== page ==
The Problem with Economics Journalism

The orange car has deployed a 16-valve engine configuration for this occasion that we've come to expect from their manufacturers - large pistons in a V8 configuration. The huge cubic capacity of this engine, combined with the symmetrically balanced layout of the pistons helps to give that amazing engine note and low-down torque that we're all so familiar with. In a radical move, they've opted for a suspension technology they're calling "leaf-spring", which they tell me completely removes the need for dampeners.

The grey car, on the other hand, has deployed an incredible 5-speed synchromeshed transmission system. Drivers have told me that the gear change is short-throw and very positive. Perhaps less exciting was their decision to stick with a familiar braking technology - drum brakes, rather than disc brakes. Sources close to the manufacturer claim this will definitely pay off in terms of higher speeds.

The blue car's manufacturers have been stressing the benefits of achieving a better power-to-weight ratio, and have managed to lighten their car by building the body of the vehicle out of plastic. They have also fitted the front and rear with a downforce-reducing technology they are calling "inverse spoilers". The manufacturers say this will significantly reduce the amount of weight on the road and "you'll see some serious performances at speeds over 80MPH".

And that brings my commentary on this event to an end.

Imagine if that was the radio commentary on a car race, and that the entire commentary for the duration of the race was like that.

This is the problem I have with a lot of economics journalism - and quite a few other types of journalism, too. The above 'commentary' may be interesting for people who know about cars (and the jokes might amuse), but surely even the biggest petrol head wants an occasional update on who's winning and which car is the fastest (or corners best, or even which is least likely to kill the driver). I'm not claiming that any of this is a brilliant metaphor for the current economic situation, of course.

Equally, the above commentary could just as easily be a motoring journalist reviewing the new model line-up from different manufacturers. Which car should you buy? There is a problem here. Depending on your particular requirements from a car and your price range, there is generally going to be one particular model at any given time that best suits you*. But if I was a motoring journalist and I just flat-out told you exactly what it was then suddenly huge numbers of people would start buying that car. On a frivolous note, suddenly I'd be regularly facing the same model of car at the lights and thus lose any competitive advantage I had (personally, that wouldn't bother me - I'd rather see the best design and engineering win). And besides, I generally don't race people off the lights.

More seriously, the manufacturer might grab such a large market share that they then rest on their laurels and neglect the research and development that made them great in the first place, driving down the standard of car engineering overall as a result of the brand inertia that comes from people sticking with what they know. Or rival manufacturers seeing a serious threat to their market share might buy them out or engineer some sort of political or economic dirty trick to trounce them. If they buy out their rival then having gained control of the company perhaps they might steal their research or technology for their own product line, or push their own people into decision-making roles and have them make terrible commercial or design decisions. Or they might selectively buy up certain intellectual properties and/or asset-strip the company. If a particular manufacturer was making an important contribution to a country's economy, then in a situation of economic warfare you might even fancy you detect the shadowy hand of nation states behind these little games.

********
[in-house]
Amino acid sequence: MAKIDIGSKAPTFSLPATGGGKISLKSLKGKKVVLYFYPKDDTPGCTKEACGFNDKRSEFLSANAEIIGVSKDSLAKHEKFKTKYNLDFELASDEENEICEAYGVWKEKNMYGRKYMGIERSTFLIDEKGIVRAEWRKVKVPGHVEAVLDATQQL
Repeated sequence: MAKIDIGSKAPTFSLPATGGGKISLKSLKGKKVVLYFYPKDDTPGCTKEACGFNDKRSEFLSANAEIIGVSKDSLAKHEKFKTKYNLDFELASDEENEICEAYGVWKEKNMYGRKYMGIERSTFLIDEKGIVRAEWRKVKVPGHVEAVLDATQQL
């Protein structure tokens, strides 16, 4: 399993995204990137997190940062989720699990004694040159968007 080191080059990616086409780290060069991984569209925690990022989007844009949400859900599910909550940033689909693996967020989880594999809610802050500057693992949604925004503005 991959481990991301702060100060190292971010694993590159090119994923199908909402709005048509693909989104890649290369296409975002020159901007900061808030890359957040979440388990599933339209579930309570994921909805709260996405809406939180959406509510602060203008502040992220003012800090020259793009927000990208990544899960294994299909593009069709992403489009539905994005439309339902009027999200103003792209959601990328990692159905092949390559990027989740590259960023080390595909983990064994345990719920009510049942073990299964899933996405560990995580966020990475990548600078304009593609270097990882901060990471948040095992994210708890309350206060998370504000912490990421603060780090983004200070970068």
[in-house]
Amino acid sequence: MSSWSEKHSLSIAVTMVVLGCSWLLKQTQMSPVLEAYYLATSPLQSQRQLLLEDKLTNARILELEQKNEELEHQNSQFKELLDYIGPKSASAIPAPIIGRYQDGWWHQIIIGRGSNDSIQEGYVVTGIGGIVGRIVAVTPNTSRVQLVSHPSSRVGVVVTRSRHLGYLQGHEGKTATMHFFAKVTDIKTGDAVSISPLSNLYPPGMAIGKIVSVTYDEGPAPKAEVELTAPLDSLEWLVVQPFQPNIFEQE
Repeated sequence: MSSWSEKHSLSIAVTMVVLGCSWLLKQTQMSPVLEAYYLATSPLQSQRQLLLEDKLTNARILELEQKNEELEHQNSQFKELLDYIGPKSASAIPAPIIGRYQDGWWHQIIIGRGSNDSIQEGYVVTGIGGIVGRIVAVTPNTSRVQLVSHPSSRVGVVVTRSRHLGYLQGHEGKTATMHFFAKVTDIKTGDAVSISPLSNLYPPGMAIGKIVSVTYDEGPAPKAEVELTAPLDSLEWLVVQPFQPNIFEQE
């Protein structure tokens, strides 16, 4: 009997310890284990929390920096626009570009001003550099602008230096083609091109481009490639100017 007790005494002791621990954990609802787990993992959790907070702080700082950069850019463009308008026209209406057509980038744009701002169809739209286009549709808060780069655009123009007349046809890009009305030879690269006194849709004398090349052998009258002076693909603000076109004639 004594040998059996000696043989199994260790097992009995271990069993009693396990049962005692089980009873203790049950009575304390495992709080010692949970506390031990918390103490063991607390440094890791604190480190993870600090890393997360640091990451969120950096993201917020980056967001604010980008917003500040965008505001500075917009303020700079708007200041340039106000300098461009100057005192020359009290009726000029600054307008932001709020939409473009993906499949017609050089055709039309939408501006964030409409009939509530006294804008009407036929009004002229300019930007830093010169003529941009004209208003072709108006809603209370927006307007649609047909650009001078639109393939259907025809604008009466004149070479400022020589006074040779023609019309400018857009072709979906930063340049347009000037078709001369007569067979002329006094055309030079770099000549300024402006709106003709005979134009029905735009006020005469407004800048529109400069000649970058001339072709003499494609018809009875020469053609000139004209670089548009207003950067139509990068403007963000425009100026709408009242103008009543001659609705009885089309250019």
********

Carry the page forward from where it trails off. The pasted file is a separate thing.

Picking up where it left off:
Having set out to write about economics, I seem to have somehow found myself writing about cars.

I suppose it's a weakness of mine - I know where I am with machines. It's always easy to know whether a drum brake or a disc brake is better, or whether a hub gear is better than a derailleur, in much the same way it's not always easy to see whether a debt is an asset or a liability.

* This only really applies in cases where one's requirements from a car can be easily quantified, e.g. acceleration, top speed. This all goes out the window if you're more bothered about whether it looks like the front of the car is smiling, or what image has been carefully cultivated for it by expensive advertising agencies. On the other hand, there are certain car characteristics that tend to be associated with performance-related criteria that aren't quantified (but they could be, and perhaps they should be) and to some extent come down to a matter of taste, e.g. handling characteristics.

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